Money Back Guarantee

by Mr. Cheap

Eaton’s was a famous Canadian department store which was famous for it’s catalog, being a pioneer in having a “no haggling” policy and for its slogan “Goods Satisfactory or Money Refunded.”  Combined with the Eaton’s reputation, this provided a powerful guarantee to customers:  either they’d be satisfied with a purchase, or they would get their money back.  It showed great confidence, on the part of Eaton’s, that they could deliver goods as advertised (and allow the customer to be the judge).

In “The Four Hour Work Week” Tim Ferriss discusses how he finds it hard to market with a “money-back guarantee” (saying that customers have become too used to it) and instead offers a “Lose-Win Guarantee” which is that not only will he refund money, but he’ll give a 10% bonus if someone requests a refund.  He explains the money-back guarantee being dead as people don’t want to have to spend an afternoon at the post office and that risk elimination isn’t enough.

I don’t think this is the reason money back guarantees don’t work.

It seems like EVERY infomercial offered on television, EVERY over-priced seminar or “boot camp” and EVERY scam posted in the classifieds, on a lamp post or bulletin boards offers a money back guarantee.  They can easily offer this guarantee:  if they’re prepared to lie about their product, why not lie about a fake guarantee?  Ripoff Report has 8,430 hits (as of writing) on the term “money back guarantee“.  I feel for some of the posts, where they say “they have a money back guarantee, I asked for my money back, and they WOULDN’T GIVE IT TO ME!!!”  Sadly, for people willing to mislead consumers about their products or services, lying about a guarantee is pretty easy.  They’re also experts at making sure you can’t cancel credit card transactions (one trick is to get you to sign a contract, even for a product, then the credit card company can’t do a chargeback).  A guarantee is only as good as the person or company offering it.

This wacky business idea is fairly straightforward, you set up a business that sells its reputation to honest small vendors who actually want to offer a money-back guarantee (or any variant on it).  For a flat-rate (or portion of the transaction), you provide the ordering services (phone, website or whatever) for the vendor, collect the money and hold it for a set “money back guarantee” period.  At the end of that period, if the customer hasn’t complained, you pass the funds on to the merchant.  If the customer complains during that period, you give the money back to them.  It’s like a very easy to use escrow service.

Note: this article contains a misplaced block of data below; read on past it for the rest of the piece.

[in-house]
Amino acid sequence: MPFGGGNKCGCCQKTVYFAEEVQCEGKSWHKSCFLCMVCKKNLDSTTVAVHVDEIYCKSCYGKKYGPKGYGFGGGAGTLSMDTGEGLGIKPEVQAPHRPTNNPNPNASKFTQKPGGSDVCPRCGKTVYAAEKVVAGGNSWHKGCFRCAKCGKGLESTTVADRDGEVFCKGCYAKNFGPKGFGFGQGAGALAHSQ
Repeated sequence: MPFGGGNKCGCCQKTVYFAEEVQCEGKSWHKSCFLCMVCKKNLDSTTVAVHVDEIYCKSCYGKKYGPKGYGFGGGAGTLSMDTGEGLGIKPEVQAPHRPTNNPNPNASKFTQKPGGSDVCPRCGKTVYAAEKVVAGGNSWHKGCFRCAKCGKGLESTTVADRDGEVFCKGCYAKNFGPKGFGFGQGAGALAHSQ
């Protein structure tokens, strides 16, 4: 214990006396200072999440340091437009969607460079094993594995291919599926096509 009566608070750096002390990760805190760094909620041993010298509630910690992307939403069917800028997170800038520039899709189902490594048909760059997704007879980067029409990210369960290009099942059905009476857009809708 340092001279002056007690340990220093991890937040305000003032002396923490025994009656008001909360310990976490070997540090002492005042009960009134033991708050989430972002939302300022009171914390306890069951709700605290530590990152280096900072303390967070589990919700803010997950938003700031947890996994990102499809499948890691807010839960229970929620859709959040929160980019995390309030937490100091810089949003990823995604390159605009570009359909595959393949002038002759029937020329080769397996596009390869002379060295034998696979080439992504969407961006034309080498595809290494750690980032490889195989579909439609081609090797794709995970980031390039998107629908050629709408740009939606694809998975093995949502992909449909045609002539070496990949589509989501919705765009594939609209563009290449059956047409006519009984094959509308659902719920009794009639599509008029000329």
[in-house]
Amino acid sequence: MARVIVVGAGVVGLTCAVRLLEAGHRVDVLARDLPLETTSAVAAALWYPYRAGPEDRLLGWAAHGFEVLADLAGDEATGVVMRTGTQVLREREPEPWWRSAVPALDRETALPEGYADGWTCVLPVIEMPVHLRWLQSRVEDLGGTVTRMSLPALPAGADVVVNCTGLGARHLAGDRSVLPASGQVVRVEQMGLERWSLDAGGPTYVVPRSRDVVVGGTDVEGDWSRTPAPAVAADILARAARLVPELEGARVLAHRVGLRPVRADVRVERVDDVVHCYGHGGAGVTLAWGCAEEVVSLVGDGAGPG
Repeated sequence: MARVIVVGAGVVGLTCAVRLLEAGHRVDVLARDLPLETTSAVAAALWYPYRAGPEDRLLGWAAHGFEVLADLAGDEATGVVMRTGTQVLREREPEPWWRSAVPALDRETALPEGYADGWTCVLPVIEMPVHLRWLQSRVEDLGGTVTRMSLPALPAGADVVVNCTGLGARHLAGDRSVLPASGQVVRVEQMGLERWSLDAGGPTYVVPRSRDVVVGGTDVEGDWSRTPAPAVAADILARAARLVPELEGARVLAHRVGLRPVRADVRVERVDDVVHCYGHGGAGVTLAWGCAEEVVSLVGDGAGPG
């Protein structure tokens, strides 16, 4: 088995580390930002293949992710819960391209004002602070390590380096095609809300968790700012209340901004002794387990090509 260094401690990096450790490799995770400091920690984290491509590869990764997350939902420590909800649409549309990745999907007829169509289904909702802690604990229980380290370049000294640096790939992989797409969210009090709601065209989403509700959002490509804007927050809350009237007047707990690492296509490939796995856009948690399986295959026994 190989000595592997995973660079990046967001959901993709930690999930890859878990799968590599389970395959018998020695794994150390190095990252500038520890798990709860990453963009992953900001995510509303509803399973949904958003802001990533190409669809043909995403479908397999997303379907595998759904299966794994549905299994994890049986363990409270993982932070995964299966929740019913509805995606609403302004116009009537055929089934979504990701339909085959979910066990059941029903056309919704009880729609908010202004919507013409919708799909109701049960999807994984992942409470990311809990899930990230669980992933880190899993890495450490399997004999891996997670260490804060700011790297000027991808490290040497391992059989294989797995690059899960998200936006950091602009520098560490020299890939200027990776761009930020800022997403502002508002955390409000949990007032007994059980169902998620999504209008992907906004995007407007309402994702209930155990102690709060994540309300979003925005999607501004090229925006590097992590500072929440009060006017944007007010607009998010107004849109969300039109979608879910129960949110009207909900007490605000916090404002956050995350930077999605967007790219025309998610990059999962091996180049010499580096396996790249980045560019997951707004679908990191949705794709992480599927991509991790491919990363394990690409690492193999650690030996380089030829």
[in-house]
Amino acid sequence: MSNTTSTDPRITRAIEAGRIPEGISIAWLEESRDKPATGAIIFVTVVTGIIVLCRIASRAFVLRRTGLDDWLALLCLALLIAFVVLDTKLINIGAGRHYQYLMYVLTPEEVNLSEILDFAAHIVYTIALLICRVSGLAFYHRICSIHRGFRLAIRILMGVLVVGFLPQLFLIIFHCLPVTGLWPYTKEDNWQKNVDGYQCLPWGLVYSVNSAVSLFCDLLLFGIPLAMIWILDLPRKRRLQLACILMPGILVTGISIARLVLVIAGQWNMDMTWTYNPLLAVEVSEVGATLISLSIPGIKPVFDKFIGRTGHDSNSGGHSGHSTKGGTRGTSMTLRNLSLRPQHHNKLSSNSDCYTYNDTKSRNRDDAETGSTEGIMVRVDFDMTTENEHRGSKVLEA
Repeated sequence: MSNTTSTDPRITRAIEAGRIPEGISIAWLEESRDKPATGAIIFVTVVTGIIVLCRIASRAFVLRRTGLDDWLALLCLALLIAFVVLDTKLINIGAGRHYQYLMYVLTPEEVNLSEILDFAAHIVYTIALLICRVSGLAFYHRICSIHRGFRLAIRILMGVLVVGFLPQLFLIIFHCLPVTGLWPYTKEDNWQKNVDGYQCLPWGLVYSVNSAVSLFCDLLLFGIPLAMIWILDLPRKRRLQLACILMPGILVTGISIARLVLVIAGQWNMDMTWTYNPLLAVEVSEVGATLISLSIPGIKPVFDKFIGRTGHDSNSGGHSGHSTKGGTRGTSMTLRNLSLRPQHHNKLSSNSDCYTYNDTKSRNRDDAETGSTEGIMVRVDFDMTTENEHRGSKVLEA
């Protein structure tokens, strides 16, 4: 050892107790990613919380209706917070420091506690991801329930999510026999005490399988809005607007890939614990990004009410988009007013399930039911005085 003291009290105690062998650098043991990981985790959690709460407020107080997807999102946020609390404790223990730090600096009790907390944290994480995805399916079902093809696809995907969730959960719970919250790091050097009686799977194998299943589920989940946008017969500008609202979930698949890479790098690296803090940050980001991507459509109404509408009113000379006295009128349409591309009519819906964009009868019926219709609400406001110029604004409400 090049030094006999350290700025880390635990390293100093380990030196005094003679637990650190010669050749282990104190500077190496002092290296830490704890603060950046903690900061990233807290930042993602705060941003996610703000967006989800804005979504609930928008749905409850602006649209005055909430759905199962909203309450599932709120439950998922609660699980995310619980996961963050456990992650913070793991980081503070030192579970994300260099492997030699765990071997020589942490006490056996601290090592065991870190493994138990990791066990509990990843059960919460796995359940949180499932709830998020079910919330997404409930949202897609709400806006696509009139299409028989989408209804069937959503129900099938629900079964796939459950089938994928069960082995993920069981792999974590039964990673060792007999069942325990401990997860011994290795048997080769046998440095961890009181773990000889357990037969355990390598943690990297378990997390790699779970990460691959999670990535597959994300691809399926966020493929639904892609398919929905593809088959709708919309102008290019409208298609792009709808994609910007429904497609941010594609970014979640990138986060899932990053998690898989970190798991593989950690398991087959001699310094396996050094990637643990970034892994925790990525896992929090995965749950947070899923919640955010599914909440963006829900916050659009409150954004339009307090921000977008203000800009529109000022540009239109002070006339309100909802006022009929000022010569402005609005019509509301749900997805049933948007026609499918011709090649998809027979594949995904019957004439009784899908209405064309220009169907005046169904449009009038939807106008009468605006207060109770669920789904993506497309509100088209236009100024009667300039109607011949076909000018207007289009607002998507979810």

In order to gain (and build) consumer confidence, the company would require vendors to conform to set structures.  For example, the vendor couldn’t create complex return procedures to prevent return of goods, or very short return periods so customers would be out of the return period before the received the goods.  If the company found a vendor was getting an unusual number of complaints or returns, they would suspend selling for them until the problems were investigated and remedied.

Customers would use a single point of contact (one website and one phone number) so they’d always know they were dealing with the real escrow company.  Orders would always be recorded (including audio recording of all calls), and this transaction history could be made available, with the consent of the customer, in cases of dispute.  If someone was complaining about the escrow company mishandling things, they could say “do we have your permission to post details of the transaction and show that you were told about limitations or time limits?”.

Vendors would have their “terms of sale” vetted, and made to conform to a standard, straightforward agreement (that would always be presented to the customer at time of purchase).  Any terms that tended to be confusing to large numbers of customers would be removed from current agreements and not used in future agreements.  For example, if customers would be required to package and ship items back to the company for a refund, the escrow company would tell them this (and provide an estimate on shipping costs) at time of purchase

The escrow company could also be hired by the customer, so they could go to a company and say “I want to order your goods and pay through this escrow company, I’ll pay the extra fee”.  If the vendor consented, the buyer would then get the standard protections (and the vendor would be paid after the set period).  Vendors could also offer goods with and without the escrow protection (with different prices).

I’m aware of E*Bay’s trusted partner Escrow.com, and this would be something along the same lines, but not just for online purchases.  You could use it for mail order, for phone orders, or for face-to-face transactions (like hiring a contractor to redo your kitchen).  Amazon does something half-way along these lines where they force customers to directly deal with vendors who sell through Amazon, rather than with Amazon themselves.  However, they say “You should be able to reach an amicable agreement with one another“, which I HOPE implies they’ve evaluated all vendors.

Obviously, once you’d done a few transactions with a company / person you could drop the escrow intermediary and deal directly.  The escrow company would just be there for transactions that you don’t know person or company (and would let customers deal with the escrow company, a company they WOULD know well, instead).

The trickiest part of this would be growing to be a well-known standard that people have heard of and trust (this would be very challenging at the beginning).  The company is selling its reputation, so building this would be the core of what they do.  Partnering with (or growing out of) established large companies like E*Bay, Amazon or Paypal would probably be a worthwhile way to “jump start” such an enterprise.

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